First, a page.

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Salud Pública de México

Print version ISSN 0036-3634

Salud pública Méx vol.53 n.5 Cuernavaca Sep./Oct. 2011

http://dx.doi.org/10.1590/S0036-36342011000500009 

ARTÍCULO DE REVISÍON

 

Genetics of breast cancer: Applications to the Mexican population

 

 

Elad Ziv, MD

Division of General Internal Medicine, Department of Medicine, Institute for Human Genetics, San Francisco, California; Helen Diller Family Comprehensive Cancer Center, San Francisco, California. Department of Epidemiology and Biostatistics, San Francisco, California, USA

Corresponding author

 

 


ABSTRACT

Breast cancer research has yielded several important results including the strong susceptibility genes,BRCA1 and BRCA2 and more recently 19 genes and genetic loci that confer a more moderate risk.The pace of discovery is accelerating as genetic technology and computational methods improve. These discoveries will change the way that breast cancer risk is understood in Mexico over the next few decades.

Keywords: breast neoplasms; genetics; BRCA1; BRCA2; oncogenes; Mexico


RESUMEN

La investigación en cáncer de mama ha dado varios resultados importantes incluyendo los genes fuertemente susceptibles, BRCA1 y BRCA2, y más recientemente 19 genes y loci genéticos que confieren un riesgo moderado. El ritmo de los descubrimientos se acelera conforme mejora la tecnología y métodos computacionales.Estosdescubrimientoscambiarán la forma en que la investigación del cáncer es comprendida en México en las próximas décadas.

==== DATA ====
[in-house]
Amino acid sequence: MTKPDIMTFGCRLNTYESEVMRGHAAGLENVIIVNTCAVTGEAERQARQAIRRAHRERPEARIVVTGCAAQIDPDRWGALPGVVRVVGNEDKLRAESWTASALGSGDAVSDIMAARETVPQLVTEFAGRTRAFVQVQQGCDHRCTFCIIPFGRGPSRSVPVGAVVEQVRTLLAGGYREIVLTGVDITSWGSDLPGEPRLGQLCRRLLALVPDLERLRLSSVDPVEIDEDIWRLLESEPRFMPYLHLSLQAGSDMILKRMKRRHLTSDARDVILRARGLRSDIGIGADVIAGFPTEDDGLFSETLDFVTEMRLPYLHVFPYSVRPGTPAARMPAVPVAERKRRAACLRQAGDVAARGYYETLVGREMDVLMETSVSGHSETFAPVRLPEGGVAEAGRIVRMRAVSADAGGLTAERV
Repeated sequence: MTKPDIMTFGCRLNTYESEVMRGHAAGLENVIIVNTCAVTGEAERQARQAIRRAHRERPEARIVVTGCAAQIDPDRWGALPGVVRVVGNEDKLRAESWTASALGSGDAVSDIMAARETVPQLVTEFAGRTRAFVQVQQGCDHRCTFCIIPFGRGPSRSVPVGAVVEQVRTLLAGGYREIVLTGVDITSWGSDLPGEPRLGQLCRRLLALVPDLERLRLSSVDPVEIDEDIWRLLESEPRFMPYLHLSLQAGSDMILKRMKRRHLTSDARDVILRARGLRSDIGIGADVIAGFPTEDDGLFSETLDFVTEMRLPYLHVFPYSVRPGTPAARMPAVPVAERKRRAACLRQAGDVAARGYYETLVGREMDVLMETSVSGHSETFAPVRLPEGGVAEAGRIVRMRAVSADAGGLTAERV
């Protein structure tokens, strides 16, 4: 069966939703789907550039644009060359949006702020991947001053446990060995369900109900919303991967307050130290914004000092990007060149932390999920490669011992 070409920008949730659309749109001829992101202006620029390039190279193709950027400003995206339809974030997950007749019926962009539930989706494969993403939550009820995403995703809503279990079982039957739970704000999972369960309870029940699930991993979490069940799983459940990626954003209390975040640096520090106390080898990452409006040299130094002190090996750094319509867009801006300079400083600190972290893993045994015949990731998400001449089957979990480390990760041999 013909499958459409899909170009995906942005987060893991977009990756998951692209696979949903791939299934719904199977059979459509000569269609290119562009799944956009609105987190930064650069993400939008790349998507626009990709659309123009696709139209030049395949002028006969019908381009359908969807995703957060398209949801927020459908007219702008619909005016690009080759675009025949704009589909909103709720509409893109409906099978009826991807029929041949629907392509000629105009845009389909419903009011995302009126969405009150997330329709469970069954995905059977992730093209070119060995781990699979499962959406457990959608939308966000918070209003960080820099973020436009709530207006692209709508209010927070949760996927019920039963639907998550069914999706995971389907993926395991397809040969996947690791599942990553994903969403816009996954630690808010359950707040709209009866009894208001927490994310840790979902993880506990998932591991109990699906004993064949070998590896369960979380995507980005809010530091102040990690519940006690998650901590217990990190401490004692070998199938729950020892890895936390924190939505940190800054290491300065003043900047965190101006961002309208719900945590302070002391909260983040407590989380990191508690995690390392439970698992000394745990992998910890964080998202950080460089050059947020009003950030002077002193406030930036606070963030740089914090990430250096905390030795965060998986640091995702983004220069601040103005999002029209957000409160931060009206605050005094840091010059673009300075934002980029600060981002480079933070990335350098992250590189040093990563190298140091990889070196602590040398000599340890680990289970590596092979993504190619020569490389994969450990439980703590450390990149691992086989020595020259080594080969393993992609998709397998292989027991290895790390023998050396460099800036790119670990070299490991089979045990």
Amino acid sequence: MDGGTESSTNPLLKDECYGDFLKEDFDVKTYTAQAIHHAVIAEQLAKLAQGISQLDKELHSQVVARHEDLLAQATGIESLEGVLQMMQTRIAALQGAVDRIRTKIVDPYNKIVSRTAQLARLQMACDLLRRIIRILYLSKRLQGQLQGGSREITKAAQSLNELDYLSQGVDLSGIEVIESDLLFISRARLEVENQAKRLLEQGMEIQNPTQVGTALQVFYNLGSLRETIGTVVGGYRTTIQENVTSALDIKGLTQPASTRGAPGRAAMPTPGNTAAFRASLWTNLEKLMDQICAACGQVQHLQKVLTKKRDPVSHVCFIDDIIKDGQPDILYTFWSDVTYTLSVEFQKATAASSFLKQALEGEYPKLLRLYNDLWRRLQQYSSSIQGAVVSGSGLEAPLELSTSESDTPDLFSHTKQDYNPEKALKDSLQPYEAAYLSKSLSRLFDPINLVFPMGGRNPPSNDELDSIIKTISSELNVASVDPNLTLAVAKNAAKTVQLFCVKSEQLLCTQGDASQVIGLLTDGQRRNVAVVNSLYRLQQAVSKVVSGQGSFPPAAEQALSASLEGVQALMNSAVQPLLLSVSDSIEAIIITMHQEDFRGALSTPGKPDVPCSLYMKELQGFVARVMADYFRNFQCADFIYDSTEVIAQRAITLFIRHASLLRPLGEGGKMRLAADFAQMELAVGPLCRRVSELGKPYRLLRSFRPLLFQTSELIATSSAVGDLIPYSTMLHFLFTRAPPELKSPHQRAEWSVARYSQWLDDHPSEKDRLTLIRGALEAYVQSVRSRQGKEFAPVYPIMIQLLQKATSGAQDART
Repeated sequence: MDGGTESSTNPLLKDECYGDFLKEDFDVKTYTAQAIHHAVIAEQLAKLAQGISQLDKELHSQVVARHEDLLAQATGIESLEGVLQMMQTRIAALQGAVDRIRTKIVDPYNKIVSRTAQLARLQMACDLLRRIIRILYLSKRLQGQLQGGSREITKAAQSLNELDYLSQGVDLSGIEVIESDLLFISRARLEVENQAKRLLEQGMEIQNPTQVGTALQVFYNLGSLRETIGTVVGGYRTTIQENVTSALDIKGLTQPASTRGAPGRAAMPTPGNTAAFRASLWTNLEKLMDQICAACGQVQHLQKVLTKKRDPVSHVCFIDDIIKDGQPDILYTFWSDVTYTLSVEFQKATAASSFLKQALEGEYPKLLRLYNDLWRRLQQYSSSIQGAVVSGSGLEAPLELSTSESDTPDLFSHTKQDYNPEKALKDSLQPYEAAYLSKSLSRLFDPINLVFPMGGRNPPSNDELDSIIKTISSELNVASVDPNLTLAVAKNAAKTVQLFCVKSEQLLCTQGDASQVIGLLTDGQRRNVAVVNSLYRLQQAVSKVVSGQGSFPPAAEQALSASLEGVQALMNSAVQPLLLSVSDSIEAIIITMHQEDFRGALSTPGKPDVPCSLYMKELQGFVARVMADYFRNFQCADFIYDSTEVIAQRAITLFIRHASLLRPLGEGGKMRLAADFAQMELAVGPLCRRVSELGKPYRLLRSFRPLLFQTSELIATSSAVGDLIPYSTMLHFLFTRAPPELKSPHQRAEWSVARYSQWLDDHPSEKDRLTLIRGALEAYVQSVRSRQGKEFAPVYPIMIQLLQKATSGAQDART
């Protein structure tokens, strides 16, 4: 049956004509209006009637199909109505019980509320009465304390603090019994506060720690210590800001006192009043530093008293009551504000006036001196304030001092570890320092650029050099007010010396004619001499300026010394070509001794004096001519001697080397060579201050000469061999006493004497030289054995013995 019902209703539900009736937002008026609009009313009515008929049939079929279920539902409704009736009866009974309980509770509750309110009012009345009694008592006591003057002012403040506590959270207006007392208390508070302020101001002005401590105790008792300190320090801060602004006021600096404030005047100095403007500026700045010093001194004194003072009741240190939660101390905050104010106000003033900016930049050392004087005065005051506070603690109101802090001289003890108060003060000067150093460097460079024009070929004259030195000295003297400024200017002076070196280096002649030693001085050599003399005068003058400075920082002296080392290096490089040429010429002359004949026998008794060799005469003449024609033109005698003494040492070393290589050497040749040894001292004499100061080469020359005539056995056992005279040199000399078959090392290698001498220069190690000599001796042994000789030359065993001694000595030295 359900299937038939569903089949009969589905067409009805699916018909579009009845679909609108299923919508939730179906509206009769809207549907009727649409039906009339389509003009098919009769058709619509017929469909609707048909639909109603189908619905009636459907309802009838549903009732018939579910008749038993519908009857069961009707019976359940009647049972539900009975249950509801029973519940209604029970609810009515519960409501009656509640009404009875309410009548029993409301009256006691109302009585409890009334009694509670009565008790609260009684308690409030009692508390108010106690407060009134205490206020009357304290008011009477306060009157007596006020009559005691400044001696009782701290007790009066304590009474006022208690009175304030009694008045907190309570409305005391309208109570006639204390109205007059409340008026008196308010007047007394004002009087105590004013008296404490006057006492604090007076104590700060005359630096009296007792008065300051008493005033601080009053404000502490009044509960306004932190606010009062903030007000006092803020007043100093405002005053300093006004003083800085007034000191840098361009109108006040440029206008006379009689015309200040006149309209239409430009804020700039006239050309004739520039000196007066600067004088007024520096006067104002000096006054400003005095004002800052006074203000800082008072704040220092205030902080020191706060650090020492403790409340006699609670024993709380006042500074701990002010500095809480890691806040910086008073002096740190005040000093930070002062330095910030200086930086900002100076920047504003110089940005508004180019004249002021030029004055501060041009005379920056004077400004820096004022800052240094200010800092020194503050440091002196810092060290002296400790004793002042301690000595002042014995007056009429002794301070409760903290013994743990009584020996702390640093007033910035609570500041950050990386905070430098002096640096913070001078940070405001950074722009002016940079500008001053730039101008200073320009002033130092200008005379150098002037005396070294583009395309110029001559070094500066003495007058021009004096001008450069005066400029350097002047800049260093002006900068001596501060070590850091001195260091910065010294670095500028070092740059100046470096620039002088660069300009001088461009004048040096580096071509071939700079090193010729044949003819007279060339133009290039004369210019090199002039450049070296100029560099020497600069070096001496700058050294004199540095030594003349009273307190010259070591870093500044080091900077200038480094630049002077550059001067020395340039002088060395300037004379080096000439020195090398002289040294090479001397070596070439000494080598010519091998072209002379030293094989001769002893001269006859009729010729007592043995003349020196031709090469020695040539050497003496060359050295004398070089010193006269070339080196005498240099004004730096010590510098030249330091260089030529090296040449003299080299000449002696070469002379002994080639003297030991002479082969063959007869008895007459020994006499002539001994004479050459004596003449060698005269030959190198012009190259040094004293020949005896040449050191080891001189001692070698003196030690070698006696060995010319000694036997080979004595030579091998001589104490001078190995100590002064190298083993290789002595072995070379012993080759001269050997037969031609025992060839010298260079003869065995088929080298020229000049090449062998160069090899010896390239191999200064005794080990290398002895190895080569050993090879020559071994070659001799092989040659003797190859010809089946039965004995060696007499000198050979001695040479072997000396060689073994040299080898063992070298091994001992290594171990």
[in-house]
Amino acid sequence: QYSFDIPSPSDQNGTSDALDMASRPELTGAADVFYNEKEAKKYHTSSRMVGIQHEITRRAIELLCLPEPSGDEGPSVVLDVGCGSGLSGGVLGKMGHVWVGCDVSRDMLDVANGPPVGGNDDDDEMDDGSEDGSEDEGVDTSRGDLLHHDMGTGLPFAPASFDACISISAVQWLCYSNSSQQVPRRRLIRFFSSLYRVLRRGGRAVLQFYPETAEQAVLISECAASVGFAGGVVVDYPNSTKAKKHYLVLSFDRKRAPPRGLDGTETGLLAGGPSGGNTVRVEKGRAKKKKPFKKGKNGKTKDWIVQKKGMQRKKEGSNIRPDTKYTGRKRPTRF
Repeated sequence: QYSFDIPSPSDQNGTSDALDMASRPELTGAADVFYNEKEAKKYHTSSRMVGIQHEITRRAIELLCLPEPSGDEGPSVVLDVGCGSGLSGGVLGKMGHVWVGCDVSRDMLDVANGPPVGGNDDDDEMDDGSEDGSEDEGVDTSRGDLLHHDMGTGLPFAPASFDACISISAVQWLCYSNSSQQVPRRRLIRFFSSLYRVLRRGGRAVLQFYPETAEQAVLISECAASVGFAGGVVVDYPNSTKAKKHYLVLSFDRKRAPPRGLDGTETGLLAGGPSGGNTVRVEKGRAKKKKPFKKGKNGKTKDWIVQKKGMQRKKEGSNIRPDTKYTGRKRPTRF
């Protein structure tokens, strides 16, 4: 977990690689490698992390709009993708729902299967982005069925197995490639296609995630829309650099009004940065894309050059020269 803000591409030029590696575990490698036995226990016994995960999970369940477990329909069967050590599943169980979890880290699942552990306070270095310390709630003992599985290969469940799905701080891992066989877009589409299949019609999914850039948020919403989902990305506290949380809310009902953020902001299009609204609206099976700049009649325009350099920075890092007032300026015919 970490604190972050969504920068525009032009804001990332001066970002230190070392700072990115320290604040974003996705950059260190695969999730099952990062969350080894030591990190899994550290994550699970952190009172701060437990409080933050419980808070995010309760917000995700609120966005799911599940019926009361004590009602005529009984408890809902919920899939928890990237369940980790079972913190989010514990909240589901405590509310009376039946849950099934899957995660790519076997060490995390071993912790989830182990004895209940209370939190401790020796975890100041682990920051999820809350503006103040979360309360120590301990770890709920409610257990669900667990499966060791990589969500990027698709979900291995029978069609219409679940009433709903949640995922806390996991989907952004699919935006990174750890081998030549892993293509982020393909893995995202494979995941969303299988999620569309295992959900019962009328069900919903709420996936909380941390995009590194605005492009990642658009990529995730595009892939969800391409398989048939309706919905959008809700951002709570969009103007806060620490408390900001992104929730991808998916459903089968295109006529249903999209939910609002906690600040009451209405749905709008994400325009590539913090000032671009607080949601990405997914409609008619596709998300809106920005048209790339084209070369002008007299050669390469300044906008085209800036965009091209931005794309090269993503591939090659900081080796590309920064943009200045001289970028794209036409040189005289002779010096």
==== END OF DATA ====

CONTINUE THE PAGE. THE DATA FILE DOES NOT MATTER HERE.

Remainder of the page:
Palabras clave: neoplasias de la mama; genética; BRCA1; BRCA2; oncogenes; México


 

 

Evidence of a genetic effect for breast cancer

Family studies and twin studies can suggest a genetic contribution to the risk of breast cancer. Relatives of women with breast cancer have an increased risk of developing the disease,1 suggesting a genetic effect on risk. Women with one first degree relative with breast cancer have approximately 2-fold higher risk of breast cancer compared to the general population. The risk among women with second degree relatives with breast cancer is also increased ~1.5-fold compared to the general population. Women with multiple affected relatives and women with relatives who are affected at a younger age tend to have higher risk.2-4